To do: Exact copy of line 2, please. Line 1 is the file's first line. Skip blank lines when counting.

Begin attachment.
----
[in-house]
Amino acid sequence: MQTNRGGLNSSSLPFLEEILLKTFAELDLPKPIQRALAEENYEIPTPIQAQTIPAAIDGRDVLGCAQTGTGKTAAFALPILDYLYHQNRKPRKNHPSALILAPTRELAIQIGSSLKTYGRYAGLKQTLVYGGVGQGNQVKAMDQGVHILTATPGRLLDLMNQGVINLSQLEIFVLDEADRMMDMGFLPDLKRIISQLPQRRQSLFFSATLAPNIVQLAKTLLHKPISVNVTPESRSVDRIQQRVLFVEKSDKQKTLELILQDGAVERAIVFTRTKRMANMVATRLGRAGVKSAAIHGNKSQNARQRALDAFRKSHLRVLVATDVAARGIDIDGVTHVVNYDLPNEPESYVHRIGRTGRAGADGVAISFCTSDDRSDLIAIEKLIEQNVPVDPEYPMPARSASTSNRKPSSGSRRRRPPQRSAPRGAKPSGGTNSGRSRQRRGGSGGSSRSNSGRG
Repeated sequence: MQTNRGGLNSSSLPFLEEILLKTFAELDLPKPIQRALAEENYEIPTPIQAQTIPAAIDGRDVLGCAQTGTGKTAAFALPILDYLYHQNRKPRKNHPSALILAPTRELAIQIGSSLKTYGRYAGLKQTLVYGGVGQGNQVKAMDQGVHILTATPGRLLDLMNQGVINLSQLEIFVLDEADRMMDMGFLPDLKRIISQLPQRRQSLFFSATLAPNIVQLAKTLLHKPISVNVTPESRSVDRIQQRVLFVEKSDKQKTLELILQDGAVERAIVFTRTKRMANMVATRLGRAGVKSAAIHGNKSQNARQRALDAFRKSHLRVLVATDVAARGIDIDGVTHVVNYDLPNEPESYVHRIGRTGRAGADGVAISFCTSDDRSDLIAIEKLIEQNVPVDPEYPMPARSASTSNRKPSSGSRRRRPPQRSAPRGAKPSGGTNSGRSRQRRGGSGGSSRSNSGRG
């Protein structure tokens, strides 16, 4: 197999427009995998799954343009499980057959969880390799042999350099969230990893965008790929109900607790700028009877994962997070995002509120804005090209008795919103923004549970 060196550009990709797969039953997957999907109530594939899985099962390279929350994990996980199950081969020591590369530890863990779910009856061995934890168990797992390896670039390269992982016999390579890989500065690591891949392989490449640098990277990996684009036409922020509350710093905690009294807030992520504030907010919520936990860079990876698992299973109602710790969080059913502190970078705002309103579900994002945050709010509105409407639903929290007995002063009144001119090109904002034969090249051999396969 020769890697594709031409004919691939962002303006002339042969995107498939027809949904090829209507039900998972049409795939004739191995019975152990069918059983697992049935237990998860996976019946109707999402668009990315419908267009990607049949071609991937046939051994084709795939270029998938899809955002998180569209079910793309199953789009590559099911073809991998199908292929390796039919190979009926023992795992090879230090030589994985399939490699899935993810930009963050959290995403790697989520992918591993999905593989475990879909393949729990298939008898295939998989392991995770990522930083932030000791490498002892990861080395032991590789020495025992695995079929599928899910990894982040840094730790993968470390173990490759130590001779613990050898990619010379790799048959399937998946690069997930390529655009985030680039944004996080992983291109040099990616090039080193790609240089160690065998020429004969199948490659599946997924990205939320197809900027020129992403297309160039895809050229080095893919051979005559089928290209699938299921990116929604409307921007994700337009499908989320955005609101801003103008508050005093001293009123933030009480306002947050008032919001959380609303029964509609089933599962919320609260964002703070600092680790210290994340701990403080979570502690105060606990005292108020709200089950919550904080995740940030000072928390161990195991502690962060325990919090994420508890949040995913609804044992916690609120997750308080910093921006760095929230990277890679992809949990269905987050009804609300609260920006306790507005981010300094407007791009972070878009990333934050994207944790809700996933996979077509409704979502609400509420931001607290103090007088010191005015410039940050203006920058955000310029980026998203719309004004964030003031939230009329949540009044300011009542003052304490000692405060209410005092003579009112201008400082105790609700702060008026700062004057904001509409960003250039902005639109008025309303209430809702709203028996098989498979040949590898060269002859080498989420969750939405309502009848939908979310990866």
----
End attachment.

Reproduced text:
Amino acid sequence: MQTNRGGLNSSSLPFLEEILLKTFAELDLPKPIQRALAEENYEIPTPIQAQTIPAAIDGRDVLGCAQTGTGKTAAFALPILDYLYHQNRKPRKNHPSALILAPTRELAIQIGSSLKTYGRYAGLKQTLVYGGVGQGNQVKAMDQGVHILTATPGRLLDLMNQGVINLSQLEIFVLDEADRMMDMGFLPDLKRIISQLPQRRQSLFFSATLAPNIVQLAKTLLHKPISVNVTPESRSVDRIQQRVLFVEKSDKQKTLELILQDGAVERAIVFTRTKRMANMVATRLGRAGVKSAAIHGNKSQNARQRALDAFRKSHLRVLVATDVAARGIDIDGVTHVVNYDLPNEPESYVHRIGRTGRAGADGVAISFCTSDDRSDLIAIEKLIEQNVPVDPEYPMPARSASTSNRKPSSGSRRRRPPQRSAPRGAKPSGGTNSGRSRQRRGGSGGSSRSNSGRG